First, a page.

It is I trust a book that can be enjoyed on a number of levels. Essentially itís a book of football writing about a decade or so of football between 1960 and 1971 centred around the visits of Britain ís domestically most successful club to the nationís capital city. A club that heralded from Glasgow and Scotland cheered on by a travelling support unmatched in number and passion and with a unique pride in their Britishness and wider culture. London home to tens of thousands of active fans, a clutch of football clubs and some by their past and current reputations rightly world famous. The massive wealth of its best clubs enabling them to acquire some of the greatest players in football. So, may I humbly introduce to you the story of Rangers in London between 1960 and 1971.


Firstly it celebrates some great afternoons and evenings and if you were fortunate enough to attend any of the games, it will I trust bring back some fantastic memories. Not least if you were one of the thousands who travelled from Scotland and perhaps even further afield to follow Rangers. If you were unable to attend these games but supported any of the clubs during this era it will be for you. There are portraits and articles of some of the great names involved in these games and with these clubs and as has been pointed out to me, even just looking at some of the names alone can bring back some wonderful memories.


Thereís an interesting story in all of the matches featured. Including: the 1st European Cup Tie (a Quarter Final no less) played in London, a battle of Britain dubbed as ďthe greatest game on earth,Ē by none other than the great Bill Nicholson, Alex Fergusonís Rangers debut, 2 Rangers players assaulted by a demented forward, another match where they ran out of substitutes, a game in tribute to one of the great goalkeepers, a bookmaker nearly going bankrupt on the back of a genius display by Jim Baxter, a teenager summoned from his workplace in the morning to keep goal for Rangers in the evening and plenty more in that vein.


The book attempts to paint a picture of the footballing era from 1960-71 by focussing on Rangers and their opponents and to show how during this short period football changed and evolved. Some for the better, some worse. From managers and coaches to tactics and preparation to fan culture and the rise of football hooliganism to player lifestyles and salaries to chairmen, directors and the business of football.


However for all the changes and developments in football and not least all of the money, many of the themes of yesteryear are as relevant now as they were then. Itís the same game with just a few more zeros on the end. The same ingredients for success on and off the pitch still apply and I guess the good, the bad and the ugly will always be attracted to football. I suspect you might be surprised how much that goes around comes around but with a slightly different twist for another time and place.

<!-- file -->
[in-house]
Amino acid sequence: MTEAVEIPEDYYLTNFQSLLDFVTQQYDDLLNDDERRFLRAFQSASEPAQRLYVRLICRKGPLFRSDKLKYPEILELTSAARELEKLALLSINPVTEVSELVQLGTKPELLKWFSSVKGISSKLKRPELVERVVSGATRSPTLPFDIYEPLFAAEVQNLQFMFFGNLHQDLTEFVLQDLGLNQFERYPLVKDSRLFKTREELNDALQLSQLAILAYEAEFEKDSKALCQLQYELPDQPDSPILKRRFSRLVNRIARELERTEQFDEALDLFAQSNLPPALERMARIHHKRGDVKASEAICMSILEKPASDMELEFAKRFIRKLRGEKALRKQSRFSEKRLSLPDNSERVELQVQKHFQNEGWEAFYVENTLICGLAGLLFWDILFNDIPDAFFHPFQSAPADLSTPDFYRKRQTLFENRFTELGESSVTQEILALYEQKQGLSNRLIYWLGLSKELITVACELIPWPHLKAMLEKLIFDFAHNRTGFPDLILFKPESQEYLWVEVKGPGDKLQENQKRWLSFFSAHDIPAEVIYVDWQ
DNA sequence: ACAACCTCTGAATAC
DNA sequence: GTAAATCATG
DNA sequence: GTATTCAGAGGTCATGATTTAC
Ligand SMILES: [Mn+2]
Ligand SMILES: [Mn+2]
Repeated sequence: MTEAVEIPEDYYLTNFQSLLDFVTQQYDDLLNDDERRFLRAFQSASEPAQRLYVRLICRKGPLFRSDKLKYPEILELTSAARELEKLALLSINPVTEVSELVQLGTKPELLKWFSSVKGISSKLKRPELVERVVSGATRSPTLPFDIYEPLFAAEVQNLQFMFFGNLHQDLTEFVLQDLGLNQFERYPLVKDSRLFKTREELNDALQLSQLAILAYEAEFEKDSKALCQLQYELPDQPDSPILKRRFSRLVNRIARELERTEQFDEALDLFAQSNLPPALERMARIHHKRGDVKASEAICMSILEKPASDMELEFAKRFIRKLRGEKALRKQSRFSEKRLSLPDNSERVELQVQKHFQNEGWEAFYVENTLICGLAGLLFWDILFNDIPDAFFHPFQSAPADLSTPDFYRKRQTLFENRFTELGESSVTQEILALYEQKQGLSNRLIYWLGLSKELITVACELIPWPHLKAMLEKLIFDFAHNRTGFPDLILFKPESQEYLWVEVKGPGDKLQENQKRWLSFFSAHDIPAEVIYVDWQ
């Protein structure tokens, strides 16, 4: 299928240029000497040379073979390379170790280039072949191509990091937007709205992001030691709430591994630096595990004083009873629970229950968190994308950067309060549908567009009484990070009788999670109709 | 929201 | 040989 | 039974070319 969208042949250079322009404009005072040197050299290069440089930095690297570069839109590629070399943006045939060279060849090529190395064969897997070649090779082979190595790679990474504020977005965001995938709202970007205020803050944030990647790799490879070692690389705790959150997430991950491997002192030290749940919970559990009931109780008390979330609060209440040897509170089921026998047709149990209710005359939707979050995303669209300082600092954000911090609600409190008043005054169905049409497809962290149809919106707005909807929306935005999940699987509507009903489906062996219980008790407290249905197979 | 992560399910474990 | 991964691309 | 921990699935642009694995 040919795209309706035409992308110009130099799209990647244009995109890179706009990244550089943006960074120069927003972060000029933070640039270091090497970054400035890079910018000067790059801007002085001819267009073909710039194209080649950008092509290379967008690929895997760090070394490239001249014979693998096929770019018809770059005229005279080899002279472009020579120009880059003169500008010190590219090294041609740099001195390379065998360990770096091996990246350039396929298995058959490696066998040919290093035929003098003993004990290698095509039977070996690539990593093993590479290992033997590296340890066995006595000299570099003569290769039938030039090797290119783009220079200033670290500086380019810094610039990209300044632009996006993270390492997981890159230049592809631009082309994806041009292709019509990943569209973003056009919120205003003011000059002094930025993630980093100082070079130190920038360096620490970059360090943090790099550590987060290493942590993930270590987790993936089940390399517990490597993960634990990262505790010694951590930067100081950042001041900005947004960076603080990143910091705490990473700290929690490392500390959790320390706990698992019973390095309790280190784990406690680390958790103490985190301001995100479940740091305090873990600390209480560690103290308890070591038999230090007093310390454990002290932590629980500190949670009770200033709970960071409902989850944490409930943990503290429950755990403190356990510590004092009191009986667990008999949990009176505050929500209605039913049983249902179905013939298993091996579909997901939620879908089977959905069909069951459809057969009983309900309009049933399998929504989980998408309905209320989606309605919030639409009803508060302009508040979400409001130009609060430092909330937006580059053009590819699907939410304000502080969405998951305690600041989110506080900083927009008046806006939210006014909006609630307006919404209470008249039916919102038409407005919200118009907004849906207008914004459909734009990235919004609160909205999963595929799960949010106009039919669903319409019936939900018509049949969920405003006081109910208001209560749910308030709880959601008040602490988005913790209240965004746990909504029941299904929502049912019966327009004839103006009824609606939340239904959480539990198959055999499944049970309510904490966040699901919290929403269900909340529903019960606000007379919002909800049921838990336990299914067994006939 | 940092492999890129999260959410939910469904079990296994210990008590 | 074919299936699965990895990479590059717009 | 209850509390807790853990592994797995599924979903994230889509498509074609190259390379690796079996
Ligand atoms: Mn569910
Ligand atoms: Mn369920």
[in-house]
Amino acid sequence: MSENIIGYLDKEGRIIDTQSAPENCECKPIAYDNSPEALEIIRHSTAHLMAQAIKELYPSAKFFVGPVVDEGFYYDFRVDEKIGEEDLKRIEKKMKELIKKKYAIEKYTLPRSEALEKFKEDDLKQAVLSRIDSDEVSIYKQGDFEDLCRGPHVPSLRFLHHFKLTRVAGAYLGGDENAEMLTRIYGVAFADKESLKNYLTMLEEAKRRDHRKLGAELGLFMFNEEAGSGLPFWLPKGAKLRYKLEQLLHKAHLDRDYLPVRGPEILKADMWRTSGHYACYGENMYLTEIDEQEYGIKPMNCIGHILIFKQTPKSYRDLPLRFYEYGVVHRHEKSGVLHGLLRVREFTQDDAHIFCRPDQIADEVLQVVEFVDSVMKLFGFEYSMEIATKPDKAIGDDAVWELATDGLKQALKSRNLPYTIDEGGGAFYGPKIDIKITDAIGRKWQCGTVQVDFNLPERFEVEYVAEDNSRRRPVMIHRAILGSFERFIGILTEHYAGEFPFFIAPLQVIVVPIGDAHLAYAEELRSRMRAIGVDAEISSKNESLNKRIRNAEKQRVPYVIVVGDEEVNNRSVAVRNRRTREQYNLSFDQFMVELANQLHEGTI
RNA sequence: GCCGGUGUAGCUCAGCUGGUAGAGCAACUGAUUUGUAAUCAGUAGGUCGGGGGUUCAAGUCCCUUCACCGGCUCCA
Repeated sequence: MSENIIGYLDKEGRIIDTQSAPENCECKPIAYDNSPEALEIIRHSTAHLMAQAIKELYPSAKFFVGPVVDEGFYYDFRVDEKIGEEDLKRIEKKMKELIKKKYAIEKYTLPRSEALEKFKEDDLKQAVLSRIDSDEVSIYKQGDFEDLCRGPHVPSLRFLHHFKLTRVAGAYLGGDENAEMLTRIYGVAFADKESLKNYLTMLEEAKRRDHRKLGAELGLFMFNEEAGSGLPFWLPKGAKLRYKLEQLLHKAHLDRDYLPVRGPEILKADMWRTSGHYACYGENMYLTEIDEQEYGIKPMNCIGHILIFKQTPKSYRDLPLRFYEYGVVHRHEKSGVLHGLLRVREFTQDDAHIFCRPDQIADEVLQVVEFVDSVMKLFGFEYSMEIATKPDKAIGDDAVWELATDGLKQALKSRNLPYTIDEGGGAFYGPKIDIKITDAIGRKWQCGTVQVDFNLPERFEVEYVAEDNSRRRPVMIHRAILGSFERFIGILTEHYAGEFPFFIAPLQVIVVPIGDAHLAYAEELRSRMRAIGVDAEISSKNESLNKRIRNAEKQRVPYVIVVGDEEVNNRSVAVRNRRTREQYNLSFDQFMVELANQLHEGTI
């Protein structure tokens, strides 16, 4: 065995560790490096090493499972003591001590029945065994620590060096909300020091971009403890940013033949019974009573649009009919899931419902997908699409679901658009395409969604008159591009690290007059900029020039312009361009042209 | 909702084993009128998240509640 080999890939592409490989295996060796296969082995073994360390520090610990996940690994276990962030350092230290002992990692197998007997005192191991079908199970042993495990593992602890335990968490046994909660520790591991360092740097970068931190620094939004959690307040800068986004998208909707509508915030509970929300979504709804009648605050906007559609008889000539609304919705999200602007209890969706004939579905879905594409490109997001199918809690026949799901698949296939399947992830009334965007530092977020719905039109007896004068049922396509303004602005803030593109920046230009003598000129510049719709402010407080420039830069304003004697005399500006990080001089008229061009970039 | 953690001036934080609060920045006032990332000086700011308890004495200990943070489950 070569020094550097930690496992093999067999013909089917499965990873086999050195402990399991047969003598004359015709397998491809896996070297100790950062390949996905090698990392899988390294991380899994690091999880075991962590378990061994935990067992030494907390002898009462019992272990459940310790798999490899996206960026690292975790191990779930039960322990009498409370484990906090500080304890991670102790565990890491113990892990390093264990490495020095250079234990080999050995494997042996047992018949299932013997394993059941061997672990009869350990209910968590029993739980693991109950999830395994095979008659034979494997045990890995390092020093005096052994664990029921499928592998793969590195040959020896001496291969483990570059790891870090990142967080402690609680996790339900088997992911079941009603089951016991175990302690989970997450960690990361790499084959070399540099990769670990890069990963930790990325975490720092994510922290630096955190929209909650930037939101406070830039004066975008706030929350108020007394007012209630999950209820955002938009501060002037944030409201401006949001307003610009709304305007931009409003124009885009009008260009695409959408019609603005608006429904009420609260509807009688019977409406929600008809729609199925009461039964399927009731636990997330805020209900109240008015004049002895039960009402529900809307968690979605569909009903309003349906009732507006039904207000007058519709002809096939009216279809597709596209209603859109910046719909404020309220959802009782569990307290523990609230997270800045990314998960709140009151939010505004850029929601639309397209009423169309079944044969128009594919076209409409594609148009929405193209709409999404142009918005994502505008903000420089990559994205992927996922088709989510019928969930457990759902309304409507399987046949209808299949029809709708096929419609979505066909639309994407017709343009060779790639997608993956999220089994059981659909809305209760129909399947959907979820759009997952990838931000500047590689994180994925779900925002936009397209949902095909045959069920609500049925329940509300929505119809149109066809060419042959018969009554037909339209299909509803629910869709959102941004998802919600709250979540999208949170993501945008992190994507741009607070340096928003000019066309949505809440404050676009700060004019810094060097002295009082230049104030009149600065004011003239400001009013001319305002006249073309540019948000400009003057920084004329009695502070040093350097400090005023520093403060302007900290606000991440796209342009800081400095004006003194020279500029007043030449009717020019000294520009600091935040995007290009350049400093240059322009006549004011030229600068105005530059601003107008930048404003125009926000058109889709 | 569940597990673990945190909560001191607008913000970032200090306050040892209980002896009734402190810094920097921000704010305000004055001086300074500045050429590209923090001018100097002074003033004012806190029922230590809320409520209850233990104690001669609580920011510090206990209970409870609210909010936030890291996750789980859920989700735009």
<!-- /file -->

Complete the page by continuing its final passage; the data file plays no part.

There was a gentleman called George Goudie who in 1883 gave Rangers the £30 it needed to stay in existence. Not as a business investment but simply from someone who could afford to, a gift to keep alive the club he cherished with the hope for better days to follow. Today Rangers are handicapped by a £30 million debt incurred by a businessman who had little feel for the club and even less for its fans. Nevertheless the support remains as numerous, staunch and proud in their roots and traditions as ever they were. The red, white and blue perhaps even more vivid in this age of technicolour and despite the changing decades of styles and fashion, the fans favourite awayday song almost 50 years further on is still Ďfollow follow.í


A good read is an enjoyable read which is why Iíve gone out of my way to relate the more humorous anecdotes from club histories. However the book is touched by tragedy, most pertinently the Ibrox Disaster 1971. Rather than omit something because it may cause sadness or upset, I would rather show remembrance and pay respect. Surely in football and in life, we must never forget the darkest days or the lessons from them. Nor above all, should we ever forget our absent friends


London has been specifically written as an ebook, so everything possible has been done to make it easy on the eye. Aside from saving shelf space the other great benefit of an ebook is that it allows you to view the book whichever way you want. For instance, if like me you donít like small font you can click and either adjust the zoom or page layout to something you will prefer. Of course you can still print out as many pages as many times as you want, which of course I sincerely hope you will want to.

The book is emailed in Adobe pdf format the most popular platform for reading ebooks. In no small part because most computers and netbooks from the last decade come with adobe reader installed but if for any reason you donít have a version on your computer then it can be downloaded easily, quickly and for free from adobe.com and in my humble opinion is the best way to read an ebook.


To the present day, now the book is written, I trust with respect to Kenneth Wolstenholme itís not all over yet. I really look forward to receiving feedback from readers, what memories you have and what you made of the book.

You see itís a book whatever you choose to make of. But most of all to Enjoy.
Jerry ĎJí Silverman.